Writing such laws should have been Congress's job, but when Bush asserted near dictatorial powers to lock up even U.S. citizens indefinitely, congressional Republicans had no appetite to confront their party's leader. Congressional Republicans were in the mood to spend money and run up deficits. Restraining them should have been the President's job, but Bush had no desire to split his party.
Sometimes Bush did reach toward the center. He championed that expensive new drug benefit for Medicare, for example. What he found, however, was that moderation won him no love in either party. The Democrats, excluded and bitter, wanted to bury Bush, not to praise him. The Republicans, whose partisans are well to the right of the electorate as a whole, were angry with Bush for compromising conservative principles. And so the center lost its constituency. In this harsh environment Bush himself hardened, until at last President Bush seemed a stranger to Governor Bush.
The lesson is pretty clear. Unified control pushes policy to unsustainable extremes, poisons politics, and embitters politicians and voters. Divided control, in contrast, draws policy toward the center; and by giving both parties a stake in governing, it can lower the political temperature so that even daring changes (tax reform, welfare reform) seem moderate. In other words, divided control makes the country more governable.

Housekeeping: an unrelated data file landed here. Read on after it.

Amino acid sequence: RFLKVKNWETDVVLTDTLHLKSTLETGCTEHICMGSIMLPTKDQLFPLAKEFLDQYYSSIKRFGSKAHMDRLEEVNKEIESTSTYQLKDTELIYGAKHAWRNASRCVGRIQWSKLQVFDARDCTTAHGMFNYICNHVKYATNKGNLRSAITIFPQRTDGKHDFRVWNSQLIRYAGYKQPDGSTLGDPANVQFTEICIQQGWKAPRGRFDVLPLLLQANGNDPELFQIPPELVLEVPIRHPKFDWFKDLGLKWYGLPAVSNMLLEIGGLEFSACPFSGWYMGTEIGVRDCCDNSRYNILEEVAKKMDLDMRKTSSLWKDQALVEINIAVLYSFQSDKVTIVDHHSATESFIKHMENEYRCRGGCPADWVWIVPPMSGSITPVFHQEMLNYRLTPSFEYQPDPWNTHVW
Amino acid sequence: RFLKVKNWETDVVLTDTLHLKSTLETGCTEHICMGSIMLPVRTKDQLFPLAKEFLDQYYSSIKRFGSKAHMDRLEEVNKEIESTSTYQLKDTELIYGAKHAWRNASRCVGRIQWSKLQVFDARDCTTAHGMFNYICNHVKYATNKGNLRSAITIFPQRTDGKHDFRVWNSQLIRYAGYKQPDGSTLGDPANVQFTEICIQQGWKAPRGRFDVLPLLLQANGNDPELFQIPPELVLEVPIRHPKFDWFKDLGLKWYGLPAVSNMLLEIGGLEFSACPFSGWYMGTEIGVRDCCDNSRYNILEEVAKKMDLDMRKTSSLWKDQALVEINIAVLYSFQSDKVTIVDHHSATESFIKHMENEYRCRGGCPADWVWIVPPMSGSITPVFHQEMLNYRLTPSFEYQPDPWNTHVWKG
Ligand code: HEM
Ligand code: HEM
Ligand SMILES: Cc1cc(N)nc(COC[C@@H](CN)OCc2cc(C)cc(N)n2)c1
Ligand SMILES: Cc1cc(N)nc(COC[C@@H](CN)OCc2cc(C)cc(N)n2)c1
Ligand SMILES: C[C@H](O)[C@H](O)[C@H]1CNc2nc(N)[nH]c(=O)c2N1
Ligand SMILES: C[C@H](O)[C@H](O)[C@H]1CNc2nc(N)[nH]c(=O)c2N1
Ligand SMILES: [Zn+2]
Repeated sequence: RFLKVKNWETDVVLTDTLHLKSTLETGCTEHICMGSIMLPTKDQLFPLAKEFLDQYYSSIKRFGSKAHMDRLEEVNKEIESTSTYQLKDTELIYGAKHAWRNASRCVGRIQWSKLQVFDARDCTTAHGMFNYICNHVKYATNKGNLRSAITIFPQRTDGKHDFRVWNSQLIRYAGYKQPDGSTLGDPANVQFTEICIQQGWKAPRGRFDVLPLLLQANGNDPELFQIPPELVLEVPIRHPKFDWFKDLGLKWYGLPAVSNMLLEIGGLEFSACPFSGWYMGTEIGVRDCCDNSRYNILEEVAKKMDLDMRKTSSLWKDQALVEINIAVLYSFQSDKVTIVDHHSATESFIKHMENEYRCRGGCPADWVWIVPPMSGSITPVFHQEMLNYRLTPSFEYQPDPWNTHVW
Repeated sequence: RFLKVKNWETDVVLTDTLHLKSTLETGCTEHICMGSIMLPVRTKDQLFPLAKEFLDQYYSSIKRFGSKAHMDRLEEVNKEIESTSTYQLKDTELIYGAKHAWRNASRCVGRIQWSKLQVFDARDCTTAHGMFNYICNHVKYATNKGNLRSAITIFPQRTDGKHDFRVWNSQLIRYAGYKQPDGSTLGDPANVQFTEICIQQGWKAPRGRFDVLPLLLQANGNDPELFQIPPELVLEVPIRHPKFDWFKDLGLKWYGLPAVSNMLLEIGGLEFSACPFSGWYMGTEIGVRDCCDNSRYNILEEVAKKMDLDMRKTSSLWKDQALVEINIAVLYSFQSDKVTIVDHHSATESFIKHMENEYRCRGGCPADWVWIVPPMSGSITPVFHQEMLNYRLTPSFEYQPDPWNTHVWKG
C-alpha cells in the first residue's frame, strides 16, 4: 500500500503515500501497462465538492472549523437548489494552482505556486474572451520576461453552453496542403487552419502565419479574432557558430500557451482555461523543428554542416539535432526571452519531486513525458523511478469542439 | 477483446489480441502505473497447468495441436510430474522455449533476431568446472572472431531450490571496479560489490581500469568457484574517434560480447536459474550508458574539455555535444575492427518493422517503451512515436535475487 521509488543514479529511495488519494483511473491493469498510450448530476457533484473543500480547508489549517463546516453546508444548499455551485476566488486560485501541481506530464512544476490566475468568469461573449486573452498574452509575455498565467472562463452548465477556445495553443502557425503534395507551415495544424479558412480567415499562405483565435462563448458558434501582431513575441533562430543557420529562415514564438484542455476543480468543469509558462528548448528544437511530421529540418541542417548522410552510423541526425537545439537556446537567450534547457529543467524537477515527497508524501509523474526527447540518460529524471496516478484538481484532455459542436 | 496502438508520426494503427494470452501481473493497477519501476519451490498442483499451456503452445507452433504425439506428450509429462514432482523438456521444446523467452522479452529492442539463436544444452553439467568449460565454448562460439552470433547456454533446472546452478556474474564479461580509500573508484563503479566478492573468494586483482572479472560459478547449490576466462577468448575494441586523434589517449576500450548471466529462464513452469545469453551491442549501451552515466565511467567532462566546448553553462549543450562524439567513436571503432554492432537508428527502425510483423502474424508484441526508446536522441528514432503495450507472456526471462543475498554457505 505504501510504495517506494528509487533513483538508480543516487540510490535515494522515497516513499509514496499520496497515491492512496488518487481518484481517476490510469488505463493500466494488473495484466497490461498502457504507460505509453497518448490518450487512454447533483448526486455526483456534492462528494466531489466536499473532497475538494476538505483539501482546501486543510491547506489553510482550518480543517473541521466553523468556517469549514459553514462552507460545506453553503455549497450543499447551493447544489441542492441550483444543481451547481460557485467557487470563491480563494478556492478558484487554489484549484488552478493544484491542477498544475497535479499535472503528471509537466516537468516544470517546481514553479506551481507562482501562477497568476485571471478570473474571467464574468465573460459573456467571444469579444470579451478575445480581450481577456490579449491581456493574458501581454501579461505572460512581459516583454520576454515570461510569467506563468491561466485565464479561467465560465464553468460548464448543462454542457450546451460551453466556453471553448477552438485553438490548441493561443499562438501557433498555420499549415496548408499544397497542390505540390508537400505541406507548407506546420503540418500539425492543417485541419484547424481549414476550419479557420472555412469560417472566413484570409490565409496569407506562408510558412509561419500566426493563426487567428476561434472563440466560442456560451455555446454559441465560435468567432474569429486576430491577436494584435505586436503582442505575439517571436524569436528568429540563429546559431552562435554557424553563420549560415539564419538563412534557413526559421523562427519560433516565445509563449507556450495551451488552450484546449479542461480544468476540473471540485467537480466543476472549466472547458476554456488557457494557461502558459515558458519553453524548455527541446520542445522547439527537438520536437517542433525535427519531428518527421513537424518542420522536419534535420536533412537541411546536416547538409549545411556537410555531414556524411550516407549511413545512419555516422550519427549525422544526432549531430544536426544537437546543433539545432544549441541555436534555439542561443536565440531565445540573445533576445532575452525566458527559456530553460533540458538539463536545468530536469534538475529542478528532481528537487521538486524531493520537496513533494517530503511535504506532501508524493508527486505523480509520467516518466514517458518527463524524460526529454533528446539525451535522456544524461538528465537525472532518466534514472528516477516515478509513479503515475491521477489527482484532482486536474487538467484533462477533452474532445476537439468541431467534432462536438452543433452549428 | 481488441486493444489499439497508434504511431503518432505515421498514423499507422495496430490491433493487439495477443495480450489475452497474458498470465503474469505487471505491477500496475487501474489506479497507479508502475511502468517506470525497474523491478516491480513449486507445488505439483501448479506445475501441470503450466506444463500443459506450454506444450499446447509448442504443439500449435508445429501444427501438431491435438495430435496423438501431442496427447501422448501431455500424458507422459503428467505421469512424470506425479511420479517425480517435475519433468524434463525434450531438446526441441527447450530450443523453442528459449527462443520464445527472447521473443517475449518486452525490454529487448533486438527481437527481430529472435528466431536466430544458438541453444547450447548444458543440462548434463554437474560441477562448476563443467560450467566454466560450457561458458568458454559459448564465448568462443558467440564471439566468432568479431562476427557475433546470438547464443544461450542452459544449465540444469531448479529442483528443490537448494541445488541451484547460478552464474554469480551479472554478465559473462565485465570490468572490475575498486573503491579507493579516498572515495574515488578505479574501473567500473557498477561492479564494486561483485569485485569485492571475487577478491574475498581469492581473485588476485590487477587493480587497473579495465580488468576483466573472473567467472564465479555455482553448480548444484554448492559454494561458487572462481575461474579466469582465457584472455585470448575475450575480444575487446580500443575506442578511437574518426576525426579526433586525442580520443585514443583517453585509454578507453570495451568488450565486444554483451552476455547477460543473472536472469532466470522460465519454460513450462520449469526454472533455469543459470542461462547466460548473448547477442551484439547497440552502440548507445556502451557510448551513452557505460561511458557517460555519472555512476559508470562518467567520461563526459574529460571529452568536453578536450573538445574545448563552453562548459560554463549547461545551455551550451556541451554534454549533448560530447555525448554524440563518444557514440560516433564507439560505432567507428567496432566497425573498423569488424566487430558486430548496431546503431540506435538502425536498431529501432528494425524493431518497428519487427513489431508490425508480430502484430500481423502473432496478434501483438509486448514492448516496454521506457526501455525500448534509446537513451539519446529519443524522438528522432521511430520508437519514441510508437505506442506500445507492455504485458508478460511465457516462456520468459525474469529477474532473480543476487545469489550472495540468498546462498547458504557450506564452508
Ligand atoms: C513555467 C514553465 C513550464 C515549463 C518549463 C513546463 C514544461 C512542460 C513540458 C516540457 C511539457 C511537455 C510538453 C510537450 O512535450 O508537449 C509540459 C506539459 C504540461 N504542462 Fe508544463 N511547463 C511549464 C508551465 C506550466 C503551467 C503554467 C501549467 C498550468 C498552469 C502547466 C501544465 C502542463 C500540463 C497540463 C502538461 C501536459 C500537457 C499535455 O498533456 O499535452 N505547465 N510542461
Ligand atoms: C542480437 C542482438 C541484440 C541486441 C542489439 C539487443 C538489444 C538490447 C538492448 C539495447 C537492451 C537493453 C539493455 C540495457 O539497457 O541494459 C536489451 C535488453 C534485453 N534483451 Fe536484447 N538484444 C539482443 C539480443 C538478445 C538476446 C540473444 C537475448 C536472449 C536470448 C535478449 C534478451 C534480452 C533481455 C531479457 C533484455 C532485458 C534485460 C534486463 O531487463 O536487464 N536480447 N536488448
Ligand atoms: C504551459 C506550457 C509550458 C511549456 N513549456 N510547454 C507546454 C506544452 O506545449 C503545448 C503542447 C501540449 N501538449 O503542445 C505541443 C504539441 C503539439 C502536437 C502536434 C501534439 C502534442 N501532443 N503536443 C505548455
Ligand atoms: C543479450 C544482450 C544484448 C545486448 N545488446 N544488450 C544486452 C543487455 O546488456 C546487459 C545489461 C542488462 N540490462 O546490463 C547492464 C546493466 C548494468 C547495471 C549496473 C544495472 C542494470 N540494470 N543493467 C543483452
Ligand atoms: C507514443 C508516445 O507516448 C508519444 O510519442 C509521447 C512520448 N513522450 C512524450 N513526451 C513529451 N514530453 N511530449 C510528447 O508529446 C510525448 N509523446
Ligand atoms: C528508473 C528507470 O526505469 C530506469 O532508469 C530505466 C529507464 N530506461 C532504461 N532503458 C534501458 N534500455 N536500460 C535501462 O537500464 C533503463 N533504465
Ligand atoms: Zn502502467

If Bush is re-elected in November, he should hope the Democrats win the Senate. The House seems beyond the Democrats' grasp, and so divided control appears assured if Kerry is elected—something Kerry can be thankful for. American elections are zero-sum games, with a loser for every winner. But this year there is one win-win-win outcome—good for both parties, good for both branches, and good for the country. Come November, I'll be voting for President, but I'll be praying for divided control.